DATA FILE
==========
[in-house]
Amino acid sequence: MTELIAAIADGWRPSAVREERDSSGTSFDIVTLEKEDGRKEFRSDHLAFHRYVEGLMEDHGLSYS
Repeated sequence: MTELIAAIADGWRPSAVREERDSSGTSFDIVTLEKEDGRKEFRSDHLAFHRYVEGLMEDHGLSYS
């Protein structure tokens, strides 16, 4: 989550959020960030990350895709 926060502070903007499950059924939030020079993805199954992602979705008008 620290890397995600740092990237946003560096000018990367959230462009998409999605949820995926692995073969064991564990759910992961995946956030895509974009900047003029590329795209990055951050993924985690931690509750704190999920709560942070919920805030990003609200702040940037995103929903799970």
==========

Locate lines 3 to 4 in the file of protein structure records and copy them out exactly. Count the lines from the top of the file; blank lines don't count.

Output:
Repeated sequence: MTELIAAIADGWRPSAVREERDSSGTSFDIVTLEKEDGRKEFRSDHLAFHRYVEGLMEDHGLSYS
């Protein structure tokens, strides 16, 4: 989550959020960030990350895709 926060502070903007499950059924939030020079993805199954992602979705008008 620290890397995600740092990237946003560096000018990367959230462009998409999605949820995926692995073969064991564990759910992961995946956030895509974009900047003029590329795209990055951050993924985690931690509750704190999920709560942070919920805030990003609200702040940037995103929903799970």